Meads Cup final preview
Thursday, October 25, 2018 Campbell Burnes Getty Images
South Canterbury v Thames Valley
Saturday October 27, 1.05pm at Alpine Energy Stadium, Timaru
Referee: Jamie Nutbrown (Canterbury)
Played: 20 (1976-2018)
Wins: South Canterbury 15, Thames Valley 5
Last match: South Canterbury 33 Thames Valley 24 (October 13, 2018)
South Canterbury will feel it is in the box seat, playing before its home fans in one of the best non-Mitre 10 Cup stadia, and having placed second overall after the round-robin.
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In coach Barry Matthews, the black and greens have a canny coach who won the 2010 Meads Cup with North Otago. His squad is packed with experience, talent and form and is coming off a very impressive 58-21 defeat of King Country in last weekend’s semifinal. Popular tighthead prop Garret Casey scored a brace, while first five Miles Medlicott racked up his 50th cap. The team executed well and was sound on defence. Just two weeks ago, South Canterbury saw off Thames Valley 33-24 in Timaru.
Earlier this week, inspirational skipper Nick Strachan, lock Veikoso Poloniati and halfback Willie Wright all made the New Zealand Heartland XV selection.
South Canterbury, which won the 2013 Lochore Cup but has never got its hands on the Meads Cup, has known some great days, beating France in 1961, having two Ranfurly Shield eras (1950 and ’74), and annexing the old NPC division three in 1986, 1991 and 2001. Matthews’ men would dearly love to add 2018 to the list of red-letter seasons, especially since falling in the 2017 semifinal after topping the table.
But the home side, for all the elements in its favour, will be on high alert.
Thames Valley sprang the biggest upset of the season in downing defending champion Wanganui 17-7 at Cooks Gardens to win through to an historic first Meads Cup decider.
Buoyed by a solid set-piece, a 17-0 halftime lead with a stiff wind and a large band of travelling supporters, the Swamp Foxes did the unthinkable and are now on the cusp of what could be another great day in the union’s 96-year history. There have been some glory days, beating Auckland nine times (the last in 1957), sinking the 1962 Wallabies in Te Aroha and winning NPC division three titles in 1988, ’90 and ’95. This small union has often batted well above its weight, and now the Swamp Foxes will head to Timaru under little pressure and with literally everything to play for.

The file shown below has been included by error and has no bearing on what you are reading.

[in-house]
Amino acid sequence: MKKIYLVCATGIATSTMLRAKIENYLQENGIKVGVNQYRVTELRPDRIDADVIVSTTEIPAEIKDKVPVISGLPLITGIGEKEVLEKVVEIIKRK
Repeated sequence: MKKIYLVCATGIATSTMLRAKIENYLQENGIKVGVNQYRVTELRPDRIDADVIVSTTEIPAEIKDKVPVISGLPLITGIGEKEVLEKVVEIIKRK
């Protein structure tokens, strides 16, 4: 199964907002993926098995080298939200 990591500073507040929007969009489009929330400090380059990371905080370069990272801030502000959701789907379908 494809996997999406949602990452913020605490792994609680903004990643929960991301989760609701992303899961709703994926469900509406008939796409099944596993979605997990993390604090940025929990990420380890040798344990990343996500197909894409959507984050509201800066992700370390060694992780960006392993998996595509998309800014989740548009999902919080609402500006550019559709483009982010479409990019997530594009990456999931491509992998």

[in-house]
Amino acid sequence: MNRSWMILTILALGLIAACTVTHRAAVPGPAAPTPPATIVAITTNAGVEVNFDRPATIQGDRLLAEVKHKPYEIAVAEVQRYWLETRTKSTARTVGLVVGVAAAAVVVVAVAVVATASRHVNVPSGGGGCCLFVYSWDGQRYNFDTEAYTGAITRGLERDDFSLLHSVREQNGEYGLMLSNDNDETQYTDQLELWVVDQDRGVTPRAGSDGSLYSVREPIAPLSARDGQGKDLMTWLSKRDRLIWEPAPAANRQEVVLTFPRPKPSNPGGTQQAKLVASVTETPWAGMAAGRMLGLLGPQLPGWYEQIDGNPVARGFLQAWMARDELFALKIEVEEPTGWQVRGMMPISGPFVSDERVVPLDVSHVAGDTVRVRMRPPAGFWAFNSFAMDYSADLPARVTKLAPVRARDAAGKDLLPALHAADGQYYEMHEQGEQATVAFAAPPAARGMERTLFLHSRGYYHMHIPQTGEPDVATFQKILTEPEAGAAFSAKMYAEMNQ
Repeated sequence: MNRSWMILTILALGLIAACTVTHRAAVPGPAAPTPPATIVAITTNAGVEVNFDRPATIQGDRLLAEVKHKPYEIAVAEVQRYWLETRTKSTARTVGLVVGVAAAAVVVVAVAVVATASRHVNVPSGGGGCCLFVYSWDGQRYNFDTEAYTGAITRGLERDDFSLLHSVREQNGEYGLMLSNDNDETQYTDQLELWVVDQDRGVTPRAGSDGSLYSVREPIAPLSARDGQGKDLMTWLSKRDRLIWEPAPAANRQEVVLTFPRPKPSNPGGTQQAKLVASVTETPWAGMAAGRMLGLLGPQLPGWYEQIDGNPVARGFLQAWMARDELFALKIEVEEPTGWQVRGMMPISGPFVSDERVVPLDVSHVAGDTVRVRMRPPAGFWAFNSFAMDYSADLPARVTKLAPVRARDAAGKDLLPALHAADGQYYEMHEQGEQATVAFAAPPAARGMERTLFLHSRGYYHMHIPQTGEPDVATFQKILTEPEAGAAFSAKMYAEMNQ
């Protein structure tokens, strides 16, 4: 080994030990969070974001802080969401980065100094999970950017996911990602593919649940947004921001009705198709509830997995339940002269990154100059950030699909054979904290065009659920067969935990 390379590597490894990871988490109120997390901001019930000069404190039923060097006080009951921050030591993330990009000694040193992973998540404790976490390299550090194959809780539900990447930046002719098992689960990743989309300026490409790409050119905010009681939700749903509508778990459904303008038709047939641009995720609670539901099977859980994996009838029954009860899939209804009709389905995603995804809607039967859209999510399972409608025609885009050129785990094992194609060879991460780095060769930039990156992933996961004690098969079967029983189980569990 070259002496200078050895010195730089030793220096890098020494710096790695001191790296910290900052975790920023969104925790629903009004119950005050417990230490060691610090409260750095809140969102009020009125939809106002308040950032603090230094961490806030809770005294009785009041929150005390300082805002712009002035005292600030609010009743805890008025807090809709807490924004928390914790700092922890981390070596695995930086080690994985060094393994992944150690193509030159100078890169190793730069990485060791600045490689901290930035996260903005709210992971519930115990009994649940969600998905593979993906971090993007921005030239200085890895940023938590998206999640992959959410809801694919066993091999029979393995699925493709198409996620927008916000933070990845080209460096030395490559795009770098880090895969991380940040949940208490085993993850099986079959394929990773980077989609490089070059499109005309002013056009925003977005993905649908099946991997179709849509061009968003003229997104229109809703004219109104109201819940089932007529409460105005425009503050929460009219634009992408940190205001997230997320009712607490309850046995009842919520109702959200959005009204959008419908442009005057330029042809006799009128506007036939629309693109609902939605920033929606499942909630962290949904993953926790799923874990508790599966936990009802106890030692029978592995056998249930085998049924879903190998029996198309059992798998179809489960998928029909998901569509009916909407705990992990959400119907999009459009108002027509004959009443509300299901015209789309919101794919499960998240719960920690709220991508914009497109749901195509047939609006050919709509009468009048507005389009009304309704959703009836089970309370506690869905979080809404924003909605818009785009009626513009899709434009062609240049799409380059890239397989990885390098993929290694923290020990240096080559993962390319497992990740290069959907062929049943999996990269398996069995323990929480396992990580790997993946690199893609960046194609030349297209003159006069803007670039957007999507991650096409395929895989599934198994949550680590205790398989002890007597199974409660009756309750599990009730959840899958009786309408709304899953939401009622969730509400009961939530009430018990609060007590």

The #Mitre10Cup and #HeartlandChampionship are both set for blockbuster finals next weekend.Coach Matt Bartleet has, however, lost his captain Shaun Hill for this clash, meaning dynamic fullback Harry Lafituanai shifts to centre, where he will mark the solid Shayne Anderson. There is a hard edge to the loose trio in former Chiefs No 8 Alex Bradley, 37-years young, loan player Christian Kelleher and the tireless Brett Ranga, who assumes the captain’s armband. The front-row is anchored by Sitiveni Tupou, who is a handful with and without the ball. This rugged pack has allowed the backs free rein and they have scored some superb tries. But when the game has needed discretion and tighter play, the pack has rolled its sleeves up. The try to hooker Glen McIntyre off a lineout drive last weekend is a classic example of this ability to adapt.
Find out all about it ?? https://t.co/WVUTKlswJO pic.twitter.com/zf2zVVf4qW— Mitre 10 Cup (@Mitre10Cup) October 21, 2018
Lance Easton, the fullback/wing cum prop, wears the No 22 jersey.
Bradley, Hill, McIntyre and Ranga all made the Heartland XV.
The winner can call itself the 15th best provincial union in the country, but, of more relevance, the top amateur PU. For Thames Valley, ninth in the 2017 Heartland Championship, and with just six top tier clubs, that would be a notable achievement.
South Canterbury: Rico Syme, Setefano Sauqaqa, Shayne Anderson, Zac Saunders, Kalavini Leatigaga, Miles Medlicott, Willie Wright, Loni Toumohuni, Nick Strachan (c), Timote Tuipulotu, Veikoso Poloniati, Kieran Coll, Garret Casey, Pita Anae Ah Sue, Matt Fetu
Reserves: Marac Beckham, Dominic Visesio, BJ Oliver, Andrew Gooden, Theo Davidson, Jared Trevathan, Sione Fa’aso’o
Thames Valley: Ethan Seymour, Matthew Abraham, Harry Lafituanai, Sam McCahon, Kieran Lee, Reece Broughton, Ben Bonnar, Alex Bradley, Christian Kelleher, Brett Ranga (c), Connor McVerry, Cameron Dromgool, Sitiveni Tupou, Glen McIntyre, Te Huia Kutia
Reserves: Shin Ouchi, Sergio de la Fuente, Keegan Lewis, Ben Vincent, Matt Fisher, Nathan Emery, Lance Easton
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